Context: Closed-loop control (CLC) relies on an individual's open-loop insulin pump settings to initialize the system. Optimizing open-loop settings before using CLC usually requires significant time and effort. Objective: The objective was to investigate the effects of a one-time algorithmic adjustment of basal rate and insulin to carbohydrate ratio open-loop settings on the performance of CLC. Design: This study reports a multicenter, outpatient, randomized, crossover clinical trial. Patients: Thirty-seven adults with type 1 diabetes were enrolled at three clinical sites. Interventions: Each subject's insulin pump settings were subject to a one-time algorithmic adjustment based on 1 week of open-loop (i.e., home care) data collection. Subjects then underwent two 27-hour periods of CLC in random order with either unchanged (control) or algorithmic adjusted basal rate and carbohydrate ratio settings (adjusted) used to initialize the zone-model predictive control artificial pancreascontroller. Subject'sfollowedtheirusualmeal-planandhadanunannouncedexercise session. Main Outcomes and Measures: Time in the glucose range was 80-140 mg/dL, compared between both arms. Results: Thirty-two subjects completed the protocol. Median time in CLC was 25.3 hours. The median time in the 80-140 mg/dl rangewassimilar in both groups (39.7% control,44.2%adjusted). Subjects in both arms of CLC showed minimal time spent less than 70 mg/dl (median 1.34% and 1.37%, respectively). There were no significant differences more than 140 mg/dL. Conclusions: A one-time algorithmic adjustment of open-loop settings did not alter glucose control in a relatively short duration outpatient closed-loop study. The CLC system proved very robust and adaptable, with minimal (∼2%) time spent in the hypoglycemic range in either arm.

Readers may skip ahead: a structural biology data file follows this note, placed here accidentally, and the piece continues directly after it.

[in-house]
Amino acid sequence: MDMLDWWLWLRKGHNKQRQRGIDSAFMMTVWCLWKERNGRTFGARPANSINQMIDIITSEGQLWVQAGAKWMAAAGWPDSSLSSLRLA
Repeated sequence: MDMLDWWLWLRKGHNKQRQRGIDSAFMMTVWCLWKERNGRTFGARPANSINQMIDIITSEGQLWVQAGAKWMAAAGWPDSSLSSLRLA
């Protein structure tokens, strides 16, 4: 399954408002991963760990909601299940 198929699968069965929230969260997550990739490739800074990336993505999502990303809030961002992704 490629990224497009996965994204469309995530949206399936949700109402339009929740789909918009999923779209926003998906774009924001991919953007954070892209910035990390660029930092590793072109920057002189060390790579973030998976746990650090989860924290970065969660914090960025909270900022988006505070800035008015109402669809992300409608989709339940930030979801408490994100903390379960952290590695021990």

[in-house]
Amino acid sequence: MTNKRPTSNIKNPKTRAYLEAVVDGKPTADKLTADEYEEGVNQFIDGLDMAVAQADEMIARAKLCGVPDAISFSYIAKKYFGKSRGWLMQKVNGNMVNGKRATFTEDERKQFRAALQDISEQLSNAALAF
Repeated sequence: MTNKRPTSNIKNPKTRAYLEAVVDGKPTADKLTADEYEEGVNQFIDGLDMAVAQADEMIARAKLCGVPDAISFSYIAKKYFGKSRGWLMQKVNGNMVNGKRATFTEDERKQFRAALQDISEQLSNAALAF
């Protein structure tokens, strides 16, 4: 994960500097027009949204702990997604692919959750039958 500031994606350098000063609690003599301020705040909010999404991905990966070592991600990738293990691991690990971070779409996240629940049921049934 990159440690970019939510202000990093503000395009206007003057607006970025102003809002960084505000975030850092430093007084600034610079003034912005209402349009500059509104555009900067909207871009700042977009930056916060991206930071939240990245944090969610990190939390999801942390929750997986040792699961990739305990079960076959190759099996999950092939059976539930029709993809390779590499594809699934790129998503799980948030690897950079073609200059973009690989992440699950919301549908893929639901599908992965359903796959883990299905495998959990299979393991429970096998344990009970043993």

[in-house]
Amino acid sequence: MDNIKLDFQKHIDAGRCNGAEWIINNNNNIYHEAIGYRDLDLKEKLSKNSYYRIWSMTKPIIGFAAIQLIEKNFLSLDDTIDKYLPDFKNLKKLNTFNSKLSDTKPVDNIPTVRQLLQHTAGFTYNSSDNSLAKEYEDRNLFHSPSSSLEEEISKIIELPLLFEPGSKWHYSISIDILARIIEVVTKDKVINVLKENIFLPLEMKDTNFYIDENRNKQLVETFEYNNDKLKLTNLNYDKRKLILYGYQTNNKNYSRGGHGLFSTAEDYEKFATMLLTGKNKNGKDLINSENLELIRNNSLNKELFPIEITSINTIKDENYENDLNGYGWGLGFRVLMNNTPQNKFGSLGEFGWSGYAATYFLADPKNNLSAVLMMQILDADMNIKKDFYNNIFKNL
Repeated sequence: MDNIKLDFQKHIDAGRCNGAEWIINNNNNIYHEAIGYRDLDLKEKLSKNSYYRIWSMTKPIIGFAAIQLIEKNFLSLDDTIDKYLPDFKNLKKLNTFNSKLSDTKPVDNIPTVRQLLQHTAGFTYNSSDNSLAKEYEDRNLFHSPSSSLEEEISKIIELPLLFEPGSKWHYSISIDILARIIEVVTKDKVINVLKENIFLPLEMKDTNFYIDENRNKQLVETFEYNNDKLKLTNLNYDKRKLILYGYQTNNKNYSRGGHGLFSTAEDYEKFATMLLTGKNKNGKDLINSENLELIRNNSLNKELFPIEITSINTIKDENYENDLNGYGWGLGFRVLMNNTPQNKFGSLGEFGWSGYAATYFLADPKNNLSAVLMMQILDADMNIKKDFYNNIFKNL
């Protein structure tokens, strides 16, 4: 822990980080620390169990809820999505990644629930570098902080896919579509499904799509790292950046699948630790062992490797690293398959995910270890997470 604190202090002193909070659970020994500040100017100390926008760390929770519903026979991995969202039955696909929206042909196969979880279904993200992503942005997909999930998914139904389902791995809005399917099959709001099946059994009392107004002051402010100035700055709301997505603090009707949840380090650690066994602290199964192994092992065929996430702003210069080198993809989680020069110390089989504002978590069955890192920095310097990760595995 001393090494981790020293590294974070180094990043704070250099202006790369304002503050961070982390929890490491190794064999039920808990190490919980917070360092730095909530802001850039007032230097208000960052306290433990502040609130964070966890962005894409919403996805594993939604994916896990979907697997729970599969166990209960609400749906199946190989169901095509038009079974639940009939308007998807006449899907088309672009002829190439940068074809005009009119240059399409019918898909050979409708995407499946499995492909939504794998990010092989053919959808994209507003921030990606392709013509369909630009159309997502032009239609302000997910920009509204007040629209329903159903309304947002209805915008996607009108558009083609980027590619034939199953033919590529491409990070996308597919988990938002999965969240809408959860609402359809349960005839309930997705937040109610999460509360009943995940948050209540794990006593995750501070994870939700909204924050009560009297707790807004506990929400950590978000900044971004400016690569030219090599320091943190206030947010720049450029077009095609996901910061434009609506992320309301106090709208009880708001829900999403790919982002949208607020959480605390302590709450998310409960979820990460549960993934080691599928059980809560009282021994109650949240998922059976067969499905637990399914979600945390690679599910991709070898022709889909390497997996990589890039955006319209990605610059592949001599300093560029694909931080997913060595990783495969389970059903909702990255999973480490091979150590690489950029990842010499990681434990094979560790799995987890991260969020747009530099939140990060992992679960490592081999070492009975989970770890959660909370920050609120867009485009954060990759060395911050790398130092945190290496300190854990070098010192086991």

ASJC Scopus subject areas
- Clinical Biochemistry
- Biochemistry, medical
- Endocrinology, Diabetes and Metabolism